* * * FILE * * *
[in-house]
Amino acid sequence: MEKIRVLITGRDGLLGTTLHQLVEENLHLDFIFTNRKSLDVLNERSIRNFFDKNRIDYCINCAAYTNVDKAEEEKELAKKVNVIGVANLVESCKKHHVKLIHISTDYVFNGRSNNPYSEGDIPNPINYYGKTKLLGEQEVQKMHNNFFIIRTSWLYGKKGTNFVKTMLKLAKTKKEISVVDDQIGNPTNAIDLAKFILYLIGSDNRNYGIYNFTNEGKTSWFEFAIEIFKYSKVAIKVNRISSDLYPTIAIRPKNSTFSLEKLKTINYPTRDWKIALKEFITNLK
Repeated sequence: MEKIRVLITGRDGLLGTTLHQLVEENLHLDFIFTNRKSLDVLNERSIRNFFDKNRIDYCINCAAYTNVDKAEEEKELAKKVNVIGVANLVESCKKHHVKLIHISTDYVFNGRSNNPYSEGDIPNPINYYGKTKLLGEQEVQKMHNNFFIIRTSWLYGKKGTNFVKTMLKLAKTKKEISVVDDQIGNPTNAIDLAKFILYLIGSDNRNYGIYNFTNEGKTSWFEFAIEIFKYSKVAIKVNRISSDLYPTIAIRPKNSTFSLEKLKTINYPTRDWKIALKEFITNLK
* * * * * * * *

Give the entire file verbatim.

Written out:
[in-house]
Amino acid sequence: MEKIRVLITGRDGLLGTTLHQLVEENLHLDFIFTNRKSLDVLNERSIRNFFDKNRIDYCINCAAYTNVDKAEEEKELAKKVNVIGVANLVESCKKHHVKLIHISTDYVFNGRSNNPYSEGDIPNPINYYGKTKLLGEQEVQKMHNNFFIIRTSWLYGKKGTNFVKTMLKLAKTKKEISVVDDQIGNPTNAIDLAKFILYLIGSDNRNYGIYNFTNEGKTSWFEFAIEIFKYSKVAIKVNRISSDLYPTIAIRPKNSTFSLEKLKTINYPTRDWKIALKEFITNLK
Repeated sequence: MEKIRVLITGRDGLLGTTLHQLVEENLHLDFIFTNRKSLDVLNERSIRNFFDKNRIDYCINCAAYTNVDKAEEEKELAKKVNVIGVANLVESCKKHHVKLIHISTDYVFNGRSNNPYSEGDIPNPINYYGKTKLLGEQEVQKMHNNFFIIRTSWLYGKKGTNFVKTMLKLAKTKKEISVVDDQIGNPTNAIDLAKFILYLIGSDNRNYGIYNFTNEGKTSWFEFAIEIFKYSKVAIKVNRISSDLYPTIAIRPKNSTFSLEKLKTINYPTRDWKIALKEFITNLK